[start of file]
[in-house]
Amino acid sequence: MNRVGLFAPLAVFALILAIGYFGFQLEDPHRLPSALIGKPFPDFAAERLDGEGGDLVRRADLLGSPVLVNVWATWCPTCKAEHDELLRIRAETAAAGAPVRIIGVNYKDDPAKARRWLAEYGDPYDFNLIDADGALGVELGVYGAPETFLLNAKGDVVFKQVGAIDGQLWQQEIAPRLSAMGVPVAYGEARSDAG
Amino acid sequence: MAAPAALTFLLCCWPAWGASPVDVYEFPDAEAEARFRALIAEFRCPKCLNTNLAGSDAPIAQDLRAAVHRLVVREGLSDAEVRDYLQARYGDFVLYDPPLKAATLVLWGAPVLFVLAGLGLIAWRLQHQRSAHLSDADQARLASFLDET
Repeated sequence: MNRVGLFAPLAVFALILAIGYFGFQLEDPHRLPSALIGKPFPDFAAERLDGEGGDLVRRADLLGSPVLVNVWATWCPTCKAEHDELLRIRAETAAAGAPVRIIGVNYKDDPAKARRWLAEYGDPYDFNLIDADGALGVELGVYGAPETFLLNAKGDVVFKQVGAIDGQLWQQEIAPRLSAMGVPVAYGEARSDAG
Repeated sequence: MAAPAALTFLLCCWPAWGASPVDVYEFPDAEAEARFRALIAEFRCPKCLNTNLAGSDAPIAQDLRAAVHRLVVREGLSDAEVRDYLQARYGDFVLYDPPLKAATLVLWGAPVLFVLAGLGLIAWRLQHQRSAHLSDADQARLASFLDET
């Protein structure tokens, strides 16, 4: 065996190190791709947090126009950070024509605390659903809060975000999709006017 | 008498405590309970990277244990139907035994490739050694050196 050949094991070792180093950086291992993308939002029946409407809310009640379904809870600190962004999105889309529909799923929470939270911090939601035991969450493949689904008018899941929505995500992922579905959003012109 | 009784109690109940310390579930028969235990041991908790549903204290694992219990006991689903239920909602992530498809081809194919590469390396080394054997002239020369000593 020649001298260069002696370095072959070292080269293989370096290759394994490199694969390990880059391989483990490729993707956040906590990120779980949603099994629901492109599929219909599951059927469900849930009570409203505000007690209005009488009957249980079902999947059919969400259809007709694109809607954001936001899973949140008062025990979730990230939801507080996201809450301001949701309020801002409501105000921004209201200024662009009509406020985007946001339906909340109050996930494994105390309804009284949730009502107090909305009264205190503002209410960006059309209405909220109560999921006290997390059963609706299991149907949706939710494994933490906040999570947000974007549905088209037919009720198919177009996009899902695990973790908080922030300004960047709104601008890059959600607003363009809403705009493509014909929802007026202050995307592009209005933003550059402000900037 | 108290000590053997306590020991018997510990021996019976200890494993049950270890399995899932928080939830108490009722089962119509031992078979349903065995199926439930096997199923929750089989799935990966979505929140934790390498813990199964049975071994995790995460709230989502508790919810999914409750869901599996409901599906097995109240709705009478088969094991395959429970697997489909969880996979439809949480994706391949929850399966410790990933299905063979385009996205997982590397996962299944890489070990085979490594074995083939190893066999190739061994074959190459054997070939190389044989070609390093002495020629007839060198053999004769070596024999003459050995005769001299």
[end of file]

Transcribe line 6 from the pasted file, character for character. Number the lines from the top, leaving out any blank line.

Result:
């Protein structure tokens, strides 16, 4: 065996190190791709947090126009950070024509605390659903809060975000999709006017 | 008498405590309970990277244990139907035994490739050694050196 050949094991070792180093950086291992993308939002029946409407809310009640379904809870600190962004999105889309529909799923929470939270911090939601035991969450493949689904008018899941929505995500992922579905959003012109 | 009784109690109940310390579930028969235990041991908790549903204290694992219990006991689903239920909602992530498809081809194919590469390396080394054997002239020369000593 020649001298260069002696370095072959070292080269293989370096290759394994490199694969390990880059391989483990490729993707956040906590990120779980949603099994629901492109599929219909599951059927469900849930009570409203505000007690209005009488009957249980079902999947059919969400259809007709694109809607954001936001899973949140008062025990979730990230939801507080996201809450301001949701309020801002409501105000921004209201200024662009009509406020985007946001339906909340109050996930494994105390309804009284949730009502107090909305009264205190503002209410960006059309209405909220109560999921006290997390059963609706299991149907949706939710494994933490906040999570947000974007549905088209037919009720198919177009996009899902695990973790908080922030300004960047709104601008890059959600607003363009809403705009493509014909929802007026202050995307592009209005933003550059402000900037 | 108290000590053997306590020991018997510990021996019976200890494993049950270890399995899932928080939830108490009722089962119509031992078979349903065995199926439930096997199923929750089989799935990966979505929140934790390498813990199964049975071994995790995460709230989502508790919810999914409750869901599996409901599906097995109240709705009478088969094991395959429970697997489909969880996979439809949480994706391949929850399966410790990933299905063979385009996205997982590397996962299944890489070990085979490594074995083939190893066999190739061994074959190459054997070939190389044989070609390093002495020629007839060198053999004769070596024999003459050995005769001299």